2: Cambiata in 3rd species.
Question: I'm afraid I'm not clear on the relationship between the bass and the use of the cambiata. You state that in 3rd species it wouldn't be possible to place a cambiata in that measure (see example). How can I tell (regarding the bass) when I can and cannot use a cambiata. - R.G.

Answer: The short answer is that in a 3rd species exercise (4 notes against 1 of the cantus) a cambiata must begin on an octave if it is written above the cantus, and it must begin at the interval of a 3rd (or 10th, etc.) if written below the cantus. This is because the classical cambiata consists of 4 notes in which the 1st, 3rd and 4th notes are consonant. If you try a few experiments you'll see that a cambiata above a given bass must start on the octave to meet those requirements. And when written below it must start with a third (or third plus octaves, i.e. 10ths: same thing really). The classical cambiata is a second down to a dissonant tone, then a downward leap of a third, followed by an upward second. The 4th note is like a delayed resolution of the dissonance in the second note.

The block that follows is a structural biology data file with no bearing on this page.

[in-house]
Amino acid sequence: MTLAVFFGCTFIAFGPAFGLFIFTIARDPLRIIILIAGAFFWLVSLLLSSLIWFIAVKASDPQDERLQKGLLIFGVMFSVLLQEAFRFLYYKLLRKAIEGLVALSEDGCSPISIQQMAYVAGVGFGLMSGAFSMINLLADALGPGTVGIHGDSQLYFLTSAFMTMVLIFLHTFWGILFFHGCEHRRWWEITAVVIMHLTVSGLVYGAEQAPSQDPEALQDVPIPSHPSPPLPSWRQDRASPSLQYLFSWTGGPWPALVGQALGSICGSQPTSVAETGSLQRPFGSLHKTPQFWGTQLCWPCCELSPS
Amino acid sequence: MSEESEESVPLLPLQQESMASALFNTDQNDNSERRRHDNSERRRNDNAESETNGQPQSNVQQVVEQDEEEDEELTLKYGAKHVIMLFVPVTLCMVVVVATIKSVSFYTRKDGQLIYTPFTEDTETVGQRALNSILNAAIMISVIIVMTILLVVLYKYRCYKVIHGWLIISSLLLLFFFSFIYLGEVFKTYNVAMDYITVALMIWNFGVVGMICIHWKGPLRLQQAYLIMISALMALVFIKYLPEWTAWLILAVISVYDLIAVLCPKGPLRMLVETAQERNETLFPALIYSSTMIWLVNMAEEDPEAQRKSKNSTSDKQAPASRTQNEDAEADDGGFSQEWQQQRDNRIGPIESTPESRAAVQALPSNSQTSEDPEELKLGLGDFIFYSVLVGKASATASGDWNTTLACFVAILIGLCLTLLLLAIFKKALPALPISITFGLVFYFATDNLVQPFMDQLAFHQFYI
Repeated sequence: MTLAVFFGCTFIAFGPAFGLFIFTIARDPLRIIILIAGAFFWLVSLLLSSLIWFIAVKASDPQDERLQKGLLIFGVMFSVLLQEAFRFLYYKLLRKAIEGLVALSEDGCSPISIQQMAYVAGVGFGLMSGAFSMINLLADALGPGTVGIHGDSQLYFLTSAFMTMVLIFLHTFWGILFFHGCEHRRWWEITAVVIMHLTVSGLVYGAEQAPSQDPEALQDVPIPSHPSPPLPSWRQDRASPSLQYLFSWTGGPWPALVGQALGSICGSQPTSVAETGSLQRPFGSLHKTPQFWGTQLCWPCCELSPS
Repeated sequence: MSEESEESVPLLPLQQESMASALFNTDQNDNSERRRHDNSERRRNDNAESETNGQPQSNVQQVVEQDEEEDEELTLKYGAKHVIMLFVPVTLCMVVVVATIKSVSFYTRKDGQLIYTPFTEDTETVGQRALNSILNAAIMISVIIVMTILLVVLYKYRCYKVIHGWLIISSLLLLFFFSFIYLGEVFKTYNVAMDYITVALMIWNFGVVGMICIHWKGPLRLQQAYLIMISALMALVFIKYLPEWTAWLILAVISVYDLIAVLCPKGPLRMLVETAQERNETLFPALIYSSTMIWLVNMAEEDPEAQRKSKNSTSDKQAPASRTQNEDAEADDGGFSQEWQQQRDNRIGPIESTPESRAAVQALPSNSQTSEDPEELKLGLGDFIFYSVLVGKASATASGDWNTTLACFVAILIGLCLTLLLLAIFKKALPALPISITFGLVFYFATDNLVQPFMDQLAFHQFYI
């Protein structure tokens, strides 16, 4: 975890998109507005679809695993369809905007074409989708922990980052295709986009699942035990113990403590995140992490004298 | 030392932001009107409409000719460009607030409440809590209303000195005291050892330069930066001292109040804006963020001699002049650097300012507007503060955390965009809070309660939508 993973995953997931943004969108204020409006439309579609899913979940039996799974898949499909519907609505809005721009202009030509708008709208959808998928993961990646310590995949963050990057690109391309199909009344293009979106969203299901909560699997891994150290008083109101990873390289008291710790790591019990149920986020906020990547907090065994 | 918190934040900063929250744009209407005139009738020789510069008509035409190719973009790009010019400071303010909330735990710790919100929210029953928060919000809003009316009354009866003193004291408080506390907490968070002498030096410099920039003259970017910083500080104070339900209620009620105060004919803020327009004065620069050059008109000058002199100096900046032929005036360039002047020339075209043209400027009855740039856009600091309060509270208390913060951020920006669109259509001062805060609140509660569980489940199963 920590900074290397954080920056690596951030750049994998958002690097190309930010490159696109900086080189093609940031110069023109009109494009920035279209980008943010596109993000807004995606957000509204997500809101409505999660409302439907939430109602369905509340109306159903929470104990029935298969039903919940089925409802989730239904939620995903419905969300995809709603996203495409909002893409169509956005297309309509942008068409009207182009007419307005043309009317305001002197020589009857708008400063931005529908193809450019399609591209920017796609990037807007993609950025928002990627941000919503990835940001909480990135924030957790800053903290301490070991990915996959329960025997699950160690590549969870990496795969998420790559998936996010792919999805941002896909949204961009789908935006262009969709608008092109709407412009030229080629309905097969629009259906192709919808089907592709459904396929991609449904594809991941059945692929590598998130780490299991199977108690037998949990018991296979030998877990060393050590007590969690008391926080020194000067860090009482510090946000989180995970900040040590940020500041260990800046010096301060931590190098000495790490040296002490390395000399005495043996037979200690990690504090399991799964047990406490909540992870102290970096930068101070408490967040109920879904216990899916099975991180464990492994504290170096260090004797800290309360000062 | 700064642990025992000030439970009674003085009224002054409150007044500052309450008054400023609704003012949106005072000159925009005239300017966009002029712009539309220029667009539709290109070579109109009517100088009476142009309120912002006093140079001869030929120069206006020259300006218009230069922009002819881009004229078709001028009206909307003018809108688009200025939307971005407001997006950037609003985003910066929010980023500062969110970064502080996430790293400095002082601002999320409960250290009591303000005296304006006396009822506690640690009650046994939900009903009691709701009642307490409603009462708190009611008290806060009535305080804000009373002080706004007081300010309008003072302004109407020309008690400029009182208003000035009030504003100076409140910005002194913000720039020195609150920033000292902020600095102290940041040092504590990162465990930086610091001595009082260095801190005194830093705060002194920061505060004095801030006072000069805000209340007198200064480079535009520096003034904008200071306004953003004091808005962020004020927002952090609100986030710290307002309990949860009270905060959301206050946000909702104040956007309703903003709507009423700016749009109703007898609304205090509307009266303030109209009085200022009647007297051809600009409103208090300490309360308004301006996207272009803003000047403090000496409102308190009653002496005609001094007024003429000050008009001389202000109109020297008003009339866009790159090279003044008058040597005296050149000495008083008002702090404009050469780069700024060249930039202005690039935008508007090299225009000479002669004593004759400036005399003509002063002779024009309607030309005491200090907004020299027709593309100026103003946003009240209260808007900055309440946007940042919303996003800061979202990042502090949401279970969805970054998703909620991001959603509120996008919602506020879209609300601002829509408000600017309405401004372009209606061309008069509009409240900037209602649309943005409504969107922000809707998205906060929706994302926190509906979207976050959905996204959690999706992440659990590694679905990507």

In free counterpoint the possibilities multiply because the bass doesn't have to stay the same; it can move to a different pitch before the cambiata finishes. So in free counterpoint a cambiata can begin on any consonance.

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